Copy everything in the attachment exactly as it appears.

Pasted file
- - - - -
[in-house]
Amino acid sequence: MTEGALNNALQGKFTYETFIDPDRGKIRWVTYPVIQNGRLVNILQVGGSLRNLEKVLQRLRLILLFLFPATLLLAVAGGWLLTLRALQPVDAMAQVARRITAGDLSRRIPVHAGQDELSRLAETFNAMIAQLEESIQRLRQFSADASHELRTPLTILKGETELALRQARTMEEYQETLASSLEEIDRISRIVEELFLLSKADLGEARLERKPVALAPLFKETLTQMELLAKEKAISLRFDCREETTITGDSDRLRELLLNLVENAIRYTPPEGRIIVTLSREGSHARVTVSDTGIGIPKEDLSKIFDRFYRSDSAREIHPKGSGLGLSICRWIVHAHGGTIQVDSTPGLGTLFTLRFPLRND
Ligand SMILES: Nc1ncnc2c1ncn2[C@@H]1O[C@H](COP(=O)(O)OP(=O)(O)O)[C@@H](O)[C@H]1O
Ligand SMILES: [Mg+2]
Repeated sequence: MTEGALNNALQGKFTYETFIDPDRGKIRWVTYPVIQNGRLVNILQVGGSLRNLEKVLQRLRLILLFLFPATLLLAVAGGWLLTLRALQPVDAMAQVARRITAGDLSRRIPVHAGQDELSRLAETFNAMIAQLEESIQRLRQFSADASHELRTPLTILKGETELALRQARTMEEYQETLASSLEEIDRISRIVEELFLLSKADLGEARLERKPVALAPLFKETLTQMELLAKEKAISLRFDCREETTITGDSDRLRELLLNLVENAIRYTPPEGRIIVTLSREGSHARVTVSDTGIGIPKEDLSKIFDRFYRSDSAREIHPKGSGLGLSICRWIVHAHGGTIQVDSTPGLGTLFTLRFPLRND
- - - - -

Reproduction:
[in-house]
Amino acid sequence: MTEGALNNALQGKFTYETFIDPDRGKIRWVTYPVIQNGRLVNILQVGGSLRNLEKVLQRLRLILLFLFPATLLLAVAGGWLLTLRALQPVDAMAQVARRITAGDLSRRIPVHAGQDELSRLAETFNAMIAQLEESIQRLRQFSADASHELRTPLTILKGETELALRQARTMEEYQETLASSLEEIDRISRIVEELFLLSKADLGEARLERKPVALAPLFKETLTQMELLAKEKAISLRFDCREETTITGDSDRLRELLLNLVENAIRYTPPEGRIIVTLSREGSHARVTVSDTGIGIPKEDLSKIFDRFYRSDSAREIHPKGSGLGLSICRWIVHAHGGTIQVDSTPGLGTLFTLRFPLRND
Ligand SMILES: Nc1ncnc2c1ncn2[C@@H]1O[C@H](COP(=O)(O)OP(=O)(O)O)[C@@H](O)[C@H]1O
Ligand SMILES: [Mg+2]
Repeated sequence: MTEGALNNALQGKFTYETFIDPDRGKIRWVTYPVIQNGRLVNILQVGGSLRNLEKVLQRLRLILLFLFPATLLLAVAGGWLLTLRALQPVDAMAQVARRITAGDLSRRIPVHAGQDELSRLAETFNAMIAQLEESIQRLRQFSADASHELRTPLTILKGETELALRQARTMEEYQETLASSLEEIDRISRIVEELFLLSKADLGEARLERKPVALAPLFKETLTQMELLAKEKAISLRFDCREETTITGDSDRLRELLLNLVENAIRYTPPEGRIIVTLSREGSHARVTVSDTGIGIPKEDLSKIFDRFYRSDSAREIHPKGSGLGLSICRWIVHAHGGTIQVDSTPGLGTLFTLRFPLRND